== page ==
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Sampson, Mark (editor) – Khaki Shorts #24

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Khaki Shorts #24

First thing first: I have no idea if Mark Sampson is really the editor of this comic. He wrote the intro for the book and introduced everyone, so I’m just assuming here, and am hoping that the fine folks who sent me this comic will be nice enough to correct me if I’m wrong.  This is an anthology out of Glasgow, and the fact that it’s up to #26 (I checked the website) is pretty damned impressive.  And, apart from the strange obsession with “arse” and “bum” being the apparent pinnacle of humor, there was a pretty funny pile of stories included.  Stories in here include a superhero that patrols the red carpet by Rob Miller, Martin and Adam Smith’s piece about two guys stuck out of time that seems to think a giant fart is the funniest thing in the world, Rob Miller with a mostly incomprehensible piece, Rob again sticking it to the man, a story by some guy (this is what happens when you don’t put a table of contents in your book or at least clearly label the creators) about nostalgia and shallowness, another piece by Rob that insists on making the reader wallow in shit, Larned Justin on traveling to Glasgow after being accepted to do a strip for the book, some other guy with a piece on the lion and the crocodile, Rob (who is, at the very least, nice enough to sign his pieces) with a longer story that’s a bit on the incomprehensible side, A.J. Smith with a sad drunken guy (and at least they made note of the fact that this particular strip used up their allotted scatological humor for the year), some other guy with time traveling priests, and Rob again with a brief Star Trek parody.  See how much better this might be with a table of contents?  I could look up each individual artist, compare styles and try to figure it all out, but it’s not like I’m getting paid for this gig.  It still ends up, on balance, being a pile of funny, and I realize that dry descriptions are not the best way to explain comedic tales.  The poop humor gets a little old, then tiresome, then annoying, but if you can get past that (or if it’s your thing) then there’s plenty to like about this comic.  That price is, I believe, right around $2 in Americaland, which is a steal for this much content.

Miller, Rob (editor) – Khaki Shorts #2



Khaki Shorts #2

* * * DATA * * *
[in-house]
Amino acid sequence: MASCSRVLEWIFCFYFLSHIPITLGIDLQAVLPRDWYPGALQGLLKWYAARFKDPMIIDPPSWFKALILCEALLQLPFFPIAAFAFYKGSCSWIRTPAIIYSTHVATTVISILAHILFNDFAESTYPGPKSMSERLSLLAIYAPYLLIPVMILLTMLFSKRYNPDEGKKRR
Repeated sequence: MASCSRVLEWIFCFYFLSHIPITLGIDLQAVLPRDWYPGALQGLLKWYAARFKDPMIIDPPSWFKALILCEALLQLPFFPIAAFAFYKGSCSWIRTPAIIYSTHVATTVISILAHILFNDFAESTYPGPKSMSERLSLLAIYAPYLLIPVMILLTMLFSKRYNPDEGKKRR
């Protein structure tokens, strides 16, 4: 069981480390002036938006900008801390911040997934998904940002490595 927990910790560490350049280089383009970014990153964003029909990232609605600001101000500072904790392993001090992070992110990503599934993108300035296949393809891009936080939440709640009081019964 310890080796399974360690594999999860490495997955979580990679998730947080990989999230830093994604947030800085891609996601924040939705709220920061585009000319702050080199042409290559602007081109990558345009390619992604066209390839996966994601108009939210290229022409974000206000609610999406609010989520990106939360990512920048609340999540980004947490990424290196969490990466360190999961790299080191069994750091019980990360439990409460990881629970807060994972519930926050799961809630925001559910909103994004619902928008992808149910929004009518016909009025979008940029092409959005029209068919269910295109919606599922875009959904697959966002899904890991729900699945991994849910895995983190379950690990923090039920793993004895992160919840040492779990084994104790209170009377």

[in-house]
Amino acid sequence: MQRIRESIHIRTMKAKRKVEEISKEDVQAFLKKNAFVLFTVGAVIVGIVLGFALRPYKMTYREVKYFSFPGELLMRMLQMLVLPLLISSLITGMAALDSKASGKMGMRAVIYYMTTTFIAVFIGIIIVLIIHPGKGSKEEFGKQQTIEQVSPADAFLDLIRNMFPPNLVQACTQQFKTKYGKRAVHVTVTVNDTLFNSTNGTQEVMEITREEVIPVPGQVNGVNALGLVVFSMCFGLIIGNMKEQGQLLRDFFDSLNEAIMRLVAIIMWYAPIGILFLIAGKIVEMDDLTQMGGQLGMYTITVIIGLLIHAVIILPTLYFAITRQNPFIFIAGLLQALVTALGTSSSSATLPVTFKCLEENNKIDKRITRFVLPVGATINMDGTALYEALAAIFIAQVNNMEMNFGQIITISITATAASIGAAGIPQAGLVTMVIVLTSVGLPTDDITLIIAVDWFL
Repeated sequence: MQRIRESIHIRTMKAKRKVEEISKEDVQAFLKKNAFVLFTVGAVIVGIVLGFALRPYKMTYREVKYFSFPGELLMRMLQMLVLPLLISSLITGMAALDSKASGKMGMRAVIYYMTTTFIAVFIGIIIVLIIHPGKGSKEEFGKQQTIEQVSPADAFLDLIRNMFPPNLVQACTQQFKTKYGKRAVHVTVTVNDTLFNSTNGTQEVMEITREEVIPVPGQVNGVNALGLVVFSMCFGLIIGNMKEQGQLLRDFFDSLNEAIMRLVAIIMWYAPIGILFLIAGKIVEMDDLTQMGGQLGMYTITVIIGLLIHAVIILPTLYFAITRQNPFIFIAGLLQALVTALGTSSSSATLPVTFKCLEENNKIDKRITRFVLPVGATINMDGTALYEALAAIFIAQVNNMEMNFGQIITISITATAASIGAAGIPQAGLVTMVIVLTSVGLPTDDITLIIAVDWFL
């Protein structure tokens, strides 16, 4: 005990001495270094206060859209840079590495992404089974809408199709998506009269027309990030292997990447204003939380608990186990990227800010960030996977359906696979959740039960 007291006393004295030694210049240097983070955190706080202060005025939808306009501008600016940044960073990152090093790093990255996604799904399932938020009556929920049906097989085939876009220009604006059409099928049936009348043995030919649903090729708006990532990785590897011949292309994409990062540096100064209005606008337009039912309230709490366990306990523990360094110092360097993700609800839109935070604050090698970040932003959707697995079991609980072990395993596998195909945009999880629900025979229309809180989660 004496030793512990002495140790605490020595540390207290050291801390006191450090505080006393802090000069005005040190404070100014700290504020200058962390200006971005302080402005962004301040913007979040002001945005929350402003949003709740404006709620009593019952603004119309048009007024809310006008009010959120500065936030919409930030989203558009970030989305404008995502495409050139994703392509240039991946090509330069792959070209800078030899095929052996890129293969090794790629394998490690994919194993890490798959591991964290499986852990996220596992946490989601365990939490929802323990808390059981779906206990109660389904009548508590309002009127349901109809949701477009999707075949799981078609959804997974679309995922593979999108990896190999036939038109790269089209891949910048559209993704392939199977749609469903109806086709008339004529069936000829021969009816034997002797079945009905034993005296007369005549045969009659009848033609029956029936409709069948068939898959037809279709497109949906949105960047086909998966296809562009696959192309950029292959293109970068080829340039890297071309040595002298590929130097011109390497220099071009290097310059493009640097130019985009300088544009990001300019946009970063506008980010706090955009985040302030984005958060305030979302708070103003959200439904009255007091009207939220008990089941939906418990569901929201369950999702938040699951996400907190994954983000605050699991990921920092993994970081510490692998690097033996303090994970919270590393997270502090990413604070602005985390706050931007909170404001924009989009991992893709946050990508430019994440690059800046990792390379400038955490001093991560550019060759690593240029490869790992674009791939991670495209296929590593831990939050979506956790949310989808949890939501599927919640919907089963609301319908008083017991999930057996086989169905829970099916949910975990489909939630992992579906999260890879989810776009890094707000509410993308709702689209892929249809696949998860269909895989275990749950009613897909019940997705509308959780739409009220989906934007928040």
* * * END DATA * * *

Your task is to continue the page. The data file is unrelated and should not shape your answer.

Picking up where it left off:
Technically this is apparently the second edition of this series, but it’s only notable to people (not me) who have seen the other stuff, so I’m just calling it #2.  Just on the off-chance that anybody was worried about that.  This is an anthology of various folks in the UK, there is no table of contents and some of the stories aren’t labelled, so I’m going to go with my best guesses.  First up is a piece by Shug 90 called The Wildebeests, dealing with conspiracies over the years while substituting animals for the humans.  Hey, it’s funnier than it sounds.   Next up is an ongoing story by John Miller called Star Trudge, and if you were guessing you had a 50/50 shot of getting it right: it’s a parody of Star Trek.   Once again it’s funny stuff (and I’m sensing a trend), as the Captain starts off waking up to a drunken crew and has a series of adventures throughout the book.  Float by Martin & Adam Smith is next, which is about some guys who wake up, um, floating.  It’s a long way to go for a poop joke, but at least it’s a funny poop joke.  Generic Street by Alrite Miller (no, I don’t know if that is Rob or John either) is next, and this piece breaks the trend by not being funny but instead being extremely odd.  There’s some genuinely odd imagery in here to go with word balloons coming from arms, and I’m not even going to try to explain it. Following this is the story from the cover, which immediately follows their story from the last issue, which leaves the reader a bit lost.  The hyper-inflated superhero team and the incompetent archenemy bit looked like it had some potential, but three pages was way too short to get much of an idea.  John Miller has a piece up next that makes me a bit dizzy to think about, as that panel structure was all over the place, and I’m frankly not entirely sure what was going on there.  Dollyforce 2020 (by Adam Smith)follows and it’s the longest piece in the book, dealing with a group of kids and an adult trying to free their grandma from a small army of robots, all being controlled by a man with a crush.  It meandered a bit but really came together in the end.  There are two more short pieces by Rob Miller and one on the back cover by John Miller, but I’m leaving them a surprise for when you pick up this book for yourselves.  Have I mentioned that it’s consistently funny?  And when it’s not funny it’s thoroughly bizarre and inventive.  I’ve felt all day vaguely like I got hit by a truck, so I apologize if this isn’t up to my usual standards, whatever they are.  I just wanted to make it perfectly clear: you will not regret getting this comic.  That is all.